Understanding Mathematics by Peter Alfeld, Department of Mathematics, University of Utah

The size of a finite power set

Let S be a finite set with N elements. Then the powerset of S (that is the set of all subsets of S ) contains 2^N elements. In other words, S has 2^N subsets. This statement can be proved by induction. It's true for N=0,1,2,3 as can be shown by examination. For the induction step suppose that the statement is true for a set with N-1 elements, and let S be a set with N elements. Remove on element x from S to obtain a set T with N-1 elements. There are two types of subsets of S: those that contain x and those that do not contain x. The latter are subsets of T, of which there are 2^ N-1. Every subset P of S that does contain x can be obtained from a subset Q of T by adding x. The set Q is simply the set P with x removed. Clearly there is a unique and distinct set Q for each set P and every subset Q of T gives rise to a unique and distinct subset P of S. There are thus also 2^ (N-1) subsets of S that contain x, for a total of 2^ (N-1) + 2^ (N-1) = 2^ N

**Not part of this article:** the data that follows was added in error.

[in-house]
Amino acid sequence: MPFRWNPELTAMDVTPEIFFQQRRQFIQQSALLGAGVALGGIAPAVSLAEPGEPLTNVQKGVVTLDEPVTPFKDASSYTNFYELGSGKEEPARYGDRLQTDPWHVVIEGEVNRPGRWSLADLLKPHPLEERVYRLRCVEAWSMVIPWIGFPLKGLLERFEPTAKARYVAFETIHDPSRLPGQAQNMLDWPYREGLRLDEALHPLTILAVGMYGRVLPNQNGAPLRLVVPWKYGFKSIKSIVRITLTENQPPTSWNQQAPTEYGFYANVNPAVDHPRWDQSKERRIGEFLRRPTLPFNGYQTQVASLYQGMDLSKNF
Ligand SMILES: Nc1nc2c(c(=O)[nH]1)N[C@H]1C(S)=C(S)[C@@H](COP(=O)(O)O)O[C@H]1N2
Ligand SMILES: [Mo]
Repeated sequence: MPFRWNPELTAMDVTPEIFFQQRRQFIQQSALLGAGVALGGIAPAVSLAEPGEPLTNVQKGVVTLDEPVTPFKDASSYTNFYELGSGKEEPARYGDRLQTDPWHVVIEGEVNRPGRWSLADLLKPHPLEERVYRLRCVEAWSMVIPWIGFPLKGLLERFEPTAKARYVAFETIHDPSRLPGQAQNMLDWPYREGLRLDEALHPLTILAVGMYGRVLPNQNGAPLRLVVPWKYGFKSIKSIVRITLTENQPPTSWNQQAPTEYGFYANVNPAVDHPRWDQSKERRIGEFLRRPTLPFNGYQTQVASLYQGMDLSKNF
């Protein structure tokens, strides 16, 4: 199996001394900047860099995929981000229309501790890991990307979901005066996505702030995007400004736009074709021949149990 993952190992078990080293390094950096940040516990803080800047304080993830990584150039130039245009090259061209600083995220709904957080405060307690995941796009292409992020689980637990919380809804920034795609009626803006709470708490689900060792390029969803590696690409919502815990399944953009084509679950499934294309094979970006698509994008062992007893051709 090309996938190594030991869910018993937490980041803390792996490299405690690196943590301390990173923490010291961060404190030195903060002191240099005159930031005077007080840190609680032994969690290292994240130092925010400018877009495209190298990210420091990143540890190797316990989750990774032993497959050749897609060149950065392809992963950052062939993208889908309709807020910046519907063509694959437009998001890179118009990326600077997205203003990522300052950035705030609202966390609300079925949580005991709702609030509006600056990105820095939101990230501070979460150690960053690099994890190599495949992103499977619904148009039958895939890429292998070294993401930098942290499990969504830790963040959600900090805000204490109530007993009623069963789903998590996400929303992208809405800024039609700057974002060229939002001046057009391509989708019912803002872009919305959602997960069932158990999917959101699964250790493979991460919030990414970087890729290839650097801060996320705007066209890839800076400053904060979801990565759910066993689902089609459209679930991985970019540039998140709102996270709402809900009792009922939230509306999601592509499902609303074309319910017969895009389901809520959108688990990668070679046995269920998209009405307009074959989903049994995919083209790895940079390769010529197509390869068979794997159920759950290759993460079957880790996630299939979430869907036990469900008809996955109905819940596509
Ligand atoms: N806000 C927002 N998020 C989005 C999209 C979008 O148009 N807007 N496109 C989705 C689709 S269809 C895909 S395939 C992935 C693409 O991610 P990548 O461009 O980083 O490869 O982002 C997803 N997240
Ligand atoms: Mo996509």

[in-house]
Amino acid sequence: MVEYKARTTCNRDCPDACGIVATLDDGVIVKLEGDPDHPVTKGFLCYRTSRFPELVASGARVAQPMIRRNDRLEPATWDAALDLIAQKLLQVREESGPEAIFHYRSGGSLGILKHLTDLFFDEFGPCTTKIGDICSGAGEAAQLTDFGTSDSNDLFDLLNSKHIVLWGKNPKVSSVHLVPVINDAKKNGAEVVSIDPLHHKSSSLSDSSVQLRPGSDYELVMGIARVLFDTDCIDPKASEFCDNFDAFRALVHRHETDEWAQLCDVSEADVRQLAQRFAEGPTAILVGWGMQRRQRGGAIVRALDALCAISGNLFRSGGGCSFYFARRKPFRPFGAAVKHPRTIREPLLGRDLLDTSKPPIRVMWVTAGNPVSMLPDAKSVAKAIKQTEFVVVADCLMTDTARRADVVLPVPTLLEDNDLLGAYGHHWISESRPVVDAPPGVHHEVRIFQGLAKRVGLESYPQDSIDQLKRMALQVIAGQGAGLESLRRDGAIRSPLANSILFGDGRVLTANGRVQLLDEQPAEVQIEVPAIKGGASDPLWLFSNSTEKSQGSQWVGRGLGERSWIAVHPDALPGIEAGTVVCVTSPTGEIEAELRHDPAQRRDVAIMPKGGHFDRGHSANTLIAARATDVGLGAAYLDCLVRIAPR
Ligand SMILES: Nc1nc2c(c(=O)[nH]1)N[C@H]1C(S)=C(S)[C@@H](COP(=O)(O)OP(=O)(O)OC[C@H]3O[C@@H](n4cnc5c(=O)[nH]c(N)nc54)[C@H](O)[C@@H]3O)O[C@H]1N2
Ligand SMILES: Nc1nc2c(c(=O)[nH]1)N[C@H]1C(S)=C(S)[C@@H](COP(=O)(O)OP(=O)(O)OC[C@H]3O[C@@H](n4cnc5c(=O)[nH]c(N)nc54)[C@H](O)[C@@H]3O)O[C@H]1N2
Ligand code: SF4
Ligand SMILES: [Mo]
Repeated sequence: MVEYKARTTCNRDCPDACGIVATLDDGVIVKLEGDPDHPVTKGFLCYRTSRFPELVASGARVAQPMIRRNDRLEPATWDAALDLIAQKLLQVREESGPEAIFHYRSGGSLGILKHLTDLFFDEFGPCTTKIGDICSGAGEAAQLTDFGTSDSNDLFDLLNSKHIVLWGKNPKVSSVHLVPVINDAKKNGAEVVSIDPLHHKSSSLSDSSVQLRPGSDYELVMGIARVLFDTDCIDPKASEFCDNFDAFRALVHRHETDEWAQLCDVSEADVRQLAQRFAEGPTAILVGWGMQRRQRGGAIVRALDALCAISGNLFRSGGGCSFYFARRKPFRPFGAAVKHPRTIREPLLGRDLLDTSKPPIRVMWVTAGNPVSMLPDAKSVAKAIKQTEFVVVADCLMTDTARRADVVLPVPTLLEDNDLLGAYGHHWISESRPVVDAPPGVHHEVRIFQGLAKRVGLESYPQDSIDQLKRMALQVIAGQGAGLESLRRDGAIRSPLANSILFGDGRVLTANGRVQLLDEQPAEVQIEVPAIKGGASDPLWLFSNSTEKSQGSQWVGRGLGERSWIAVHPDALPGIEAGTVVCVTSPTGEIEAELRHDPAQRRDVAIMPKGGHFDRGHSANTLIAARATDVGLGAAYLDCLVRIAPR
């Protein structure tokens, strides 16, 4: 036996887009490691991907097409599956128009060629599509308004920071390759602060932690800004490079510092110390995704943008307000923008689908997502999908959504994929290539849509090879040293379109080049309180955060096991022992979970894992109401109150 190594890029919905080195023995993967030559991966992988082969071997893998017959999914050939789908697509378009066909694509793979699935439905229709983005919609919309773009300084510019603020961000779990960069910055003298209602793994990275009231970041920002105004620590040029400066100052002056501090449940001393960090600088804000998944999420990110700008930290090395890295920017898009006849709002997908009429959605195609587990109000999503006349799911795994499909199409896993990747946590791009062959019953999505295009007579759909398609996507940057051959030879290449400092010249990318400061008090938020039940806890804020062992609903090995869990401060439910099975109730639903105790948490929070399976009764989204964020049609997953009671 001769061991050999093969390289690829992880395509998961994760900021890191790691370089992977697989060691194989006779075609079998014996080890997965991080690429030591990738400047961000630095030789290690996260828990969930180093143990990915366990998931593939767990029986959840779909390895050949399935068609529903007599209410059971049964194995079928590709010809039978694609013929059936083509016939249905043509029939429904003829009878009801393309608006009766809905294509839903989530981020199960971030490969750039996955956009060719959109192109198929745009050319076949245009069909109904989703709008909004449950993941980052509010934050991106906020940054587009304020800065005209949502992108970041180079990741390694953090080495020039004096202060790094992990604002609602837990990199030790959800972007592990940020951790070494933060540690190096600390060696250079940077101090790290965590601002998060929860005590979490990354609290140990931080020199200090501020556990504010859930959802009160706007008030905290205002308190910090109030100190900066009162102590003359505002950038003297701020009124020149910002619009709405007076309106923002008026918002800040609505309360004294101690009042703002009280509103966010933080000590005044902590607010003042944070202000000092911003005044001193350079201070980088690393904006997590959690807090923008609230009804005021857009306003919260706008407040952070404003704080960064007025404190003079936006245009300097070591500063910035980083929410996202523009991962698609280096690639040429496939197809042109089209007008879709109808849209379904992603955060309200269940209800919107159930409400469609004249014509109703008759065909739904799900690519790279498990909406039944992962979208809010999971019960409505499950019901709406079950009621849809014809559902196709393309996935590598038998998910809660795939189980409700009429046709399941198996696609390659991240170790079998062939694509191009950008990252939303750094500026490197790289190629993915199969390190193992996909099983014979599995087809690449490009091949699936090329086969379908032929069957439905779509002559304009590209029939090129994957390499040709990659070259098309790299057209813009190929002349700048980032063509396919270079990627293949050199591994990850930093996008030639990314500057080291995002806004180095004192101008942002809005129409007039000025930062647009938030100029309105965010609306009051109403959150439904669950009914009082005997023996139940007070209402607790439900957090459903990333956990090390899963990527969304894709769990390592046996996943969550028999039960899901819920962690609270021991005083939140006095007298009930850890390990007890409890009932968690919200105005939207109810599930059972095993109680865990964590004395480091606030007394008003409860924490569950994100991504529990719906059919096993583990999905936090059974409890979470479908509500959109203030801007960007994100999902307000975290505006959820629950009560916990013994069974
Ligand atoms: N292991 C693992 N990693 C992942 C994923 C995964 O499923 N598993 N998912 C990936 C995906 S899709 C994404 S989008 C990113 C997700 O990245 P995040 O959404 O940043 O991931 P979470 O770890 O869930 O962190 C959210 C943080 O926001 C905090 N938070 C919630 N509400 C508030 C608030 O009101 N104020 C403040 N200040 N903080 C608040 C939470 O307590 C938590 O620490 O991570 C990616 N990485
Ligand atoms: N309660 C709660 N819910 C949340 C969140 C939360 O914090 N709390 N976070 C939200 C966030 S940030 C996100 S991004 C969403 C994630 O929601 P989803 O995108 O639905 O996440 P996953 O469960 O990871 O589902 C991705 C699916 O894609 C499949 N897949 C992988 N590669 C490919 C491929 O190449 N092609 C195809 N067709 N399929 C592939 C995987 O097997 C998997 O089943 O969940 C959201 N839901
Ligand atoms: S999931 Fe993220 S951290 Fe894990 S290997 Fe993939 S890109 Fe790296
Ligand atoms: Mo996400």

subsets of S.

Note: The notation 2^N means 2 to the power N, i.e., the product of N factors all of which equal 2. 2^0 is defined to be 1. You can see details.

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